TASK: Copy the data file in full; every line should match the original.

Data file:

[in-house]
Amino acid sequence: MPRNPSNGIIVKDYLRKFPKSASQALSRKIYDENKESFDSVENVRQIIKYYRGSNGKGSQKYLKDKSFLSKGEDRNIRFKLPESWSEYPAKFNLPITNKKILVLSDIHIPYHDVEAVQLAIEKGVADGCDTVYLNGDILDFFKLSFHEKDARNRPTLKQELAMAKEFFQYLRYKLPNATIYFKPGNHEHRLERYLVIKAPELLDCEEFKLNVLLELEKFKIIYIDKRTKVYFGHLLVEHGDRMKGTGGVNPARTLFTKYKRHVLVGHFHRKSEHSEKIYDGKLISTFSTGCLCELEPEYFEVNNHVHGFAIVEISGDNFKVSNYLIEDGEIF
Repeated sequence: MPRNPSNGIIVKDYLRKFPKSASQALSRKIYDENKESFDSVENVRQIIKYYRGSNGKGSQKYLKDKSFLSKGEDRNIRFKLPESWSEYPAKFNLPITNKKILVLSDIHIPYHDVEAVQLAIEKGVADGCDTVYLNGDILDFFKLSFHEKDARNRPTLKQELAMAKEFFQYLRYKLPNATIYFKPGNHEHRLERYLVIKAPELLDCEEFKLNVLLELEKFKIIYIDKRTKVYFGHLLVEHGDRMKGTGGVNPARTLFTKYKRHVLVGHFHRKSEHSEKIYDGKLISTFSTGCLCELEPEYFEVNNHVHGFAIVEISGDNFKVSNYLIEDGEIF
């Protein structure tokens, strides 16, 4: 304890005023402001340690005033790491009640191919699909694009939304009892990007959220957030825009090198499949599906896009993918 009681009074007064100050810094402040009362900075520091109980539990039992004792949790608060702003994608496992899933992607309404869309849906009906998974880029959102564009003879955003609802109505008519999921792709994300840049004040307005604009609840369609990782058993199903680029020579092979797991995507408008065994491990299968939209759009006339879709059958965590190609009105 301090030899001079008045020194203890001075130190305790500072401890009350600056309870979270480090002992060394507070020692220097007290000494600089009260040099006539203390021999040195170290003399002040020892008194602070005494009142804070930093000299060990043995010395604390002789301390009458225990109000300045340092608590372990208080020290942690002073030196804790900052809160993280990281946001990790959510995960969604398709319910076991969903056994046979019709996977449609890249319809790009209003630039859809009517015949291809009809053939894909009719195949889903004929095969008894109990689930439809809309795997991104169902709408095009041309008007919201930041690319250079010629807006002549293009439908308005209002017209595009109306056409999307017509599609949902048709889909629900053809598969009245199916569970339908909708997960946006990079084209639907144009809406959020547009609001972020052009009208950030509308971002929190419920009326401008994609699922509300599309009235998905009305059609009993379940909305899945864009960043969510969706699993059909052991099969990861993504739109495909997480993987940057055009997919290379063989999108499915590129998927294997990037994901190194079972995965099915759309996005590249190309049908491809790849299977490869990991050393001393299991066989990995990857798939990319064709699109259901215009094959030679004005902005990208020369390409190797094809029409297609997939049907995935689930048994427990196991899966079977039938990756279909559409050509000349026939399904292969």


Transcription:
[in-house]
Amino acid sequence: MPRNPSNGIIVKDYLRKFPKSASQALSRKIYDENKESFDSVENVRQIIKYYRGSNGKGSQKYLKDKSFLSKGEDRNIRFKLPESWSEYPAKFNLPITNKKILVLSDIHIPYHDVEAVQLAIEKGVADGCDTVYLNGDILDFFKLSFHEKDARNRPTLKQELAMAKEFFQYLRYKLPNATIYFKPGNHEHRLERYLVIKAPELLDCEEFKLNVLLELEKFKIIYIDKRTKVYFGHLLVEHGDRMKGTGGVNPARTLFTKYKRHVLVGHFHRKSEHSEKIYDGKLISTFSTGCLCELEPEYFEVNNHVHGFAIVEISGDNFKVSNYLIEDGEIF
Repeated sequence: MPRNPSNGIIVKDYLRKFPKSASQALSRKIYDENKESFDSVENVRQIIKYYRGSNGKGSQKYLKDKSFLSKGEDRNIRFKLPESWSEYPAKFNLPITNKKILVLSDIHIPYHDVEAVQLAIEKGVADGCDTVYLNGDILDFFKLSFHEKDARNRPTLKQELAMAKEFFQYLRYKLPNATIYFKPGNHEHRLERYLVIKAPELLDCEEFKLNVLLELEKFKIIYIDKRTKVYFGHLLVEHGDRMKGTGGVNPARTLFTKYKRHVLVGHFHRKSEHSEKIYDGKLISTFSTGCLCELEPEYFEVNNHVHGFAIVEISGDNFKVSNYLIEDGEIF
């Protein structure tokens, strides 16, 4: 304890005023402001340690005033790491009640191919699909694009939304009892990007959220957030825009090198499949599906896009993918 009681009074007064100050810094402040009362900075520091109980539990039992004792949790608060702003994608496992899933992607309404869309849906009906998974880029959102564009003879955003609802109505008519999921792709994300840049004040307005604009609840369609990782058993199903680029020579092979797991995507408008065994491990299968939209759009006339879709059958965590190609009105 301090030899001079008045020194203890001075130190305790500072401890009350600056309870979270480090002992060394507070020692220097007290000494600089009260040099006539203390021999040195170290003399002040020892008194602070005494009142804070930093000299060990043995010395604390002789301390009458225990109000300045340092608590372990208080020290942690002073030196804790900052809160993280990281946001990790959510995960969604398709319910076991969903056994046979019709996977449609890249319809790009209003630039859809009517015949291809009809053939894909009719195949889903004929095969008894109990689930439809809309795997991104169902709408095009041309008007919201930041690319250079010629807006002549293009439908308005209002017209595009109306056409999307017509599609949902048709889909629900053809598969009245199916569970339908909708997960946006990079084209639907144009809406959020547009609001972020052009009208950030509308971002929190419920009326401008994609699922509300599309009235998905009305059609009993379940909305899945864009960043969510969706699993059909052991099969990861993504739109495909997480993987940057055009997919290379063989999108499915590129998927294997990037994901190194079972995965099915759309996005590249190309049908491809790849299977490869990991050393001393299991066989990995990857798939990319064709699109259901215009094959030679004005902005990208020369390409190797094809029409297609997939049907995935689930048994427990196991899966079977039938990756279909559409050509000349026939399904292969």